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Re: B's Deliberate Blank Space and Why It Is There

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  • James Snapp, Jr.
    Dear Dr. Wallace: I agree that TCers should know what you wrote. That s why I mentioned the link to Google Books where a generous portion of the
    Message 1 of 45 , May 6, 2009
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      Dear Dr. Wallace:

      I agree that TCers should know what you wrote. That's why I mentioned the link to Google Books where a generous portion of the "Perspectives" book is available to read, and cited a large part of the portion you just presented, back in post #4694.

      You wrote, "Some other explanation for the long gap at the end of Tobit thus must be sought for," and the explanation is ready at hand: Scribe A stops writings at the end of Tobit; the blank space after Tobit is merely leftover space. As I mentioned earlier, Wieland Willker mentions the change of scribes at his website about Codex B; see also pp. 87-90 of Milne & Skeat.

      You wrote, "It could be countered that after 2 Esdras, the Psalms begin and thus a new section of the OT created the gap; and since they are laid out in two columns they would have to begin on a new page." Exactly, the pages are ruled differently, so Psalms (written in double columns) could not begin on the same page on which 2 Esdras (in triple columns) ends.

      You wrote, "All in all, the reasons for the gaps are anything but clear, which makes arguments based on the supposition that the scribes of Aleph and B knew of the LE or even the intermediate ending tentative at best."

      But the premise that the reasons for the gaps are "anything but clear" is FALSE. I have explained those reasons and anyone can see the factors that elicited the gaps in the OT-portion of B: a change of copyists, a shift from the 2-column format to the 3-column format, and the end of the OT. These are all merely "seams" that resulted naturally from the way in which the MS was produced. But none of those mechanisms explains the blank space in B after Mk. 16:8.

      Here again are those five questions:

      (1) Why would an exemplar with a remarkably pure Alexandrian text have
      the Gospels in the "Western" order? What MSS with a strongly Alexandrian text would you point to as evidence that MSS existed in the early 300's with the Gospels in an order in which Mark appeared last?

      (2) If the scribe of B was using an exemplar of the four Gospels, why
      would he regard blank space at the end of it as anything unusual, instead of seeing it as the same sort of blank space that is likely to appear after the end of any MS' text?

      (3) If the scribe of B was using an exemplar that had the four Gospels
      followed by Acts, then if he *had* somehow interpreted filler-space after Mark as a feature worth replicating, why wouldn't he place the
      filler-space between the end of the Gospels and the beginning of Acts, instead of between Mark and Luke?

      (4) Why would a copyist who did not replicate his exemplar's book-order replicate a blank space in his exemplar by moving it from a space *after* the Gospels to a place between Mark and Luke?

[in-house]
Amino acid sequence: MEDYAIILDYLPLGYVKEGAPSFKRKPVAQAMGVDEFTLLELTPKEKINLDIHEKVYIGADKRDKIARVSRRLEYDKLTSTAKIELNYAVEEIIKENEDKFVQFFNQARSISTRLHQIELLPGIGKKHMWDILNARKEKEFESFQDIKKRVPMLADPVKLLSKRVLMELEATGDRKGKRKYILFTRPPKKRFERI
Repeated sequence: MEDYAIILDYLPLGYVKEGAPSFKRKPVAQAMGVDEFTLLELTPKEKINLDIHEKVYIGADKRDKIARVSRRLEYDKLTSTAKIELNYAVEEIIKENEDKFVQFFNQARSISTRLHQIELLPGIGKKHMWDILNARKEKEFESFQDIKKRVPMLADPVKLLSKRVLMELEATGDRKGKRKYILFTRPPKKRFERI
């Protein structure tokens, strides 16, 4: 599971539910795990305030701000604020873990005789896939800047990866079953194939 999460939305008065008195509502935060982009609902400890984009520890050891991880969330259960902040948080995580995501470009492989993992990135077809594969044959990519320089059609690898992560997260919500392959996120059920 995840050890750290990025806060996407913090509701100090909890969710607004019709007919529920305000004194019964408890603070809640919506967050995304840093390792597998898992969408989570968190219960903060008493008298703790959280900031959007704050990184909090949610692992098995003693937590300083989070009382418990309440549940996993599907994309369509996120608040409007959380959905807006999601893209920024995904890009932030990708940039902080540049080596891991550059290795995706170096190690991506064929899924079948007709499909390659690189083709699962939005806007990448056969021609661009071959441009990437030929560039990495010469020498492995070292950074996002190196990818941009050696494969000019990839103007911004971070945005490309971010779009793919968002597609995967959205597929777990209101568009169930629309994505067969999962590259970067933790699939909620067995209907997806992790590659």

(5) In Codex L there is a blank space after John 7:52, but the
      blank space is not large enough to contain the PA. Do you think the
      scribe might have been replicating some leftover space, maybe at the end of the first volume of a two-volume copy of John, rather than indicating an awareness of a textual variant?

      Yours in Christ,

      James Snapp, Jr.
    • Daniel
      ... When we study the topic of blank spaces deliberately left in a ms, we keep coming back to the PA. W has an unusual blank space between John and Luke that
      Message 45 of 45 , May 7, 2009
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        --- In textualcriticism@yahoogroups.com, "James Snapp, Jr." wrote:
        > In Codex L there is a blank space after John 7:52, but the blank space is not large enough to contain the PA. Do you think the scribe might have been replicating some leftover space, maybe at the end of the first volume of a two-volume copy of John, rather than indicating an awareness of a textual variant?<

        When we study the topic of blank spaces deliberately left in a ms, we keep coming back to the PA. W has an unusual blank space between John and Luke that may have been left for the PA--or might it be a relic of W's exemplar in which the gospels ended at John?

        Delta is an intersting study in blank spaces. Delta's scribe left a blank space for a variant reading that s/he:
        1) Later appears to have filled in from another exemplar (Mark 9:29);
        2) Never did end up filling in (Mark 10:19);
        3) Remembered was supposed to be there only after writing the rest of the line omitting it(PA).

        At John 7:52, Delta reads, on the fifth line of page 348:
        EGEIRETAI. PALIN. OUN.AUTOIS O _IS_.ELALHSEN LEGWN.
        But then the scribe stops before even reaching the margin, lines out all but the first word, and, leaving the entire rest of the page blank (with an asterisk at the front of the last line), starts back up at the top of page 349 with:
        PALIN.OUN AUTOIS O _IS_.ELALHSEN LEGWN.EGW.EIMI.TO.FWS.
        (with an obelus taking the place of the second EST above ELALHSEN!)

        images here:
        http://www.e-codices.unifr.ch/en/csg/0048/167/medium
        http://www.e-codices.unifr.ch/en/csg/0048/170/medium
        http://www.e-codices.unifr.ch/en/csg/0048/348/medium

        Another explanation, I suppose, is that Delta's scribe had heard of the PA's existence at the end of a book of the gospels, and was therefore replicating the corpus-ending blank space in that hypothetical exemplar.

        Daniel Buck
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